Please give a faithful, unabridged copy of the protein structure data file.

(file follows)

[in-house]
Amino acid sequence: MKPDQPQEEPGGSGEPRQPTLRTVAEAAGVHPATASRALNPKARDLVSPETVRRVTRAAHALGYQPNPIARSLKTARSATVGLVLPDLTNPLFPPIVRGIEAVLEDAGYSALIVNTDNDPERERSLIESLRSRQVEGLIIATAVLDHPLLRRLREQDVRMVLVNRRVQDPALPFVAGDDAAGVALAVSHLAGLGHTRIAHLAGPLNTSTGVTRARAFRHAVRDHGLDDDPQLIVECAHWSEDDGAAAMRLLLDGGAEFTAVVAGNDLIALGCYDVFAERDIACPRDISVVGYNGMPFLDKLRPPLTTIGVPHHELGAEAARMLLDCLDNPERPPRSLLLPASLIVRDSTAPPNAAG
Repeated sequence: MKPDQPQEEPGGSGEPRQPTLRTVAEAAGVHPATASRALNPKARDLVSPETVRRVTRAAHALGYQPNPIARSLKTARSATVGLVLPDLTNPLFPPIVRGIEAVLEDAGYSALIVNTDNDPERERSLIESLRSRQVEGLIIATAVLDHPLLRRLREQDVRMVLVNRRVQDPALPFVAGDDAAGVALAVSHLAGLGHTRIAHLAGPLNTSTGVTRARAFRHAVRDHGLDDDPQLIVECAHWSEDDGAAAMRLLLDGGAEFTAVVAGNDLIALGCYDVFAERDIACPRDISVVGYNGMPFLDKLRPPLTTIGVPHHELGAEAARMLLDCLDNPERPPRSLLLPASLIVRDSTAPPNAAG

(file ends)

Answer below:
[in-house]
Amino acid sequence: MKPDQPQEEPGGSGEPRQPTLRTVAEAAGVHPATASRALNPKARDLVSPETVRRVTRAAHALGYQPNPIARSLKTARSATVGLVLPDLTNPLFPPIVRGIEAVLEDAGYSALIVNTDNDPERERSLIESLRSRQVEGLIIATAVLDHPLLRRLREQDVRMVLVNRRVQDPALPFVAGDDAAGVALAVSHLAGLGHTRIAHLAGPLNTSTGVTRARAFRHAVRDHGLDDDPQLIVECAHWSEDDGAAAMRLLLDGGAEFTAVVAGNDLIALGCYDVFAERDIACPRDISVVGYNGMPFLDKLRPPLTTIGVPHHELGAEAARMLLDCLDNPERPPRSLLLPASLIVRDSTAPPNAAG
Repeated sequence: MKPDQPQEEPGGSGEPRQPTLRTVAEAAGVHPATASRALNPKARDLVSPETVRRVTRAAHALGYQPNPIARSLKTARSATVGLVLPDLTNPLFPPIVRGIEAVLEDAGYSALIVNTDNDPERERSLIESLRSRQVEGLIIATAVLDHPLLRRLREQDVRMVLVNRRVQDPALPFVAGDDAAGVALAVSHLAGLGHTRIAHLAGPLNTSTGVTRARAFRHAVRDHGLDDDPQLIVECAHWSEDDGAAAMRLLLDGGAEFTAVVAGNDLIALGCYDVFAERDIACPRDISVVGYNGMPFLDKLRPPLTTIGVPHHELGAEAARMLLDCLDNPERPPRSLLLPASLIVRDSTAPPNAAG